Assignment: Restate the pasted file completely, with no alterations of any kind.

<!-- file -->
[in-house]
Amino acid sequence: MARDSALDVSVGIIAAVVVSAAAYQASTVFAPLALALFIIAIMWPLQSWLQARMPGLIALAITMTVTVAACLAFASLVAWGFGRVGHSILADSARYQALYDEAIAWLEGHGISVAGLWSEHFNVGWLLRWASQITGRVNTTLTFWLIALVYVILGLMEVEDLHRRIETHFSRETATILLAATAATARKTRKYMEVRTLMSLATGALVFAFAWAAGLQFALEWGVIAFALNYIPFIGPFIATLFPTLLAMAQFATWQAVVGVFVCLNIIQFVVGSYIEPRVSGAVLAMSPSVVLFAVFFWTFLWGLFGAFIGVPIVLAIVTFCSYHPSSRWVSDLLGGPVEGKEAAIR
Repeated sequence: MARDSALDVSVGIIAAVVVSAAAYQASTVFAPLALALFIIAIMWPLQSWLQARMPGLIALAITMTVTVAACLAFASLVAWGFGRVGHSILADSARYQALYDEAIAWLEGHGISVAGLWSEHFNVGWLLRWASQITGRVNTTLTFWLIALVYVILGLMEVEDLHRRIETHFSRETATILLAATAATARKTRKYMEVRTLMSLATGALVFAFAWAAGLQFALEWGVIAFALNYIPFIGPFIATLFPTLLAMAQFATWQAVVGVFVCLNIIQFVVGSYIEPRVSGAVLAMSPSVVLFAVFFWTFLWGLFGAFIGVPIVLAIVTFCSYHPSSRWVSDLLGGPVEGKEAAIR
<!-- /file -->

[in-house]
Amino acid sequence: MARDSALDVSVGIIAAVVVSAAAYQASTVFAPLALALFIIAIMWPLQSWLQARMPGLIALAITMTVTVAACLAFASLVAWGFGRVGHSILADSARYQALYDEAIAWLEGHGISVAGLWSEHFNVGWLLRWASQITGRVNTTLTFWLIALVYVILGLMEVEDLHRRIETHFSRETATILLAATAATARKTRKYMEVRTLMSLATGALVFAFAWAAGLQFALEWGVIAFALNYIPFIGPFIATLFPTLLAMAQFATWQAVVGVFVCLNIIQFVVGSYIEPRVSGAVLAMSPSVVLFAVFFWTFLWGLFGAFIGVPIVLAIVTFCSYHPSSRWVSDLLGGPVEGKEAAIR
Repeated sequence: MARDSALDVSVGIIAAVVVSAAAYQASTVFAPLALALFIIAIMWPLQSWLQARMPGLIALAITMTVTVAACLAFASLVAWGFGRVGHSILADSARYQALYDEAIAWLEGHGISVAGLWSEHFNVGWLLRWASQITGRVNTTLTFWLIALVYVILGLMEVEDLHRRIETHFSRETATILLAATAATARKTRKYMEVRTLMSLATGALVFAFAWAAGLQFALEWGVIAFALNYIPFIGPFIATLFPTLLAMAQFATWQAVVGVFVCLNIIQFVVGSYIEPRVSGAVLAMSPSVVLFAVFFWTFLWGLFGAFIGVPIVLAIVTFCSYHPSSRWVSDLLGGPVEGKEAAIR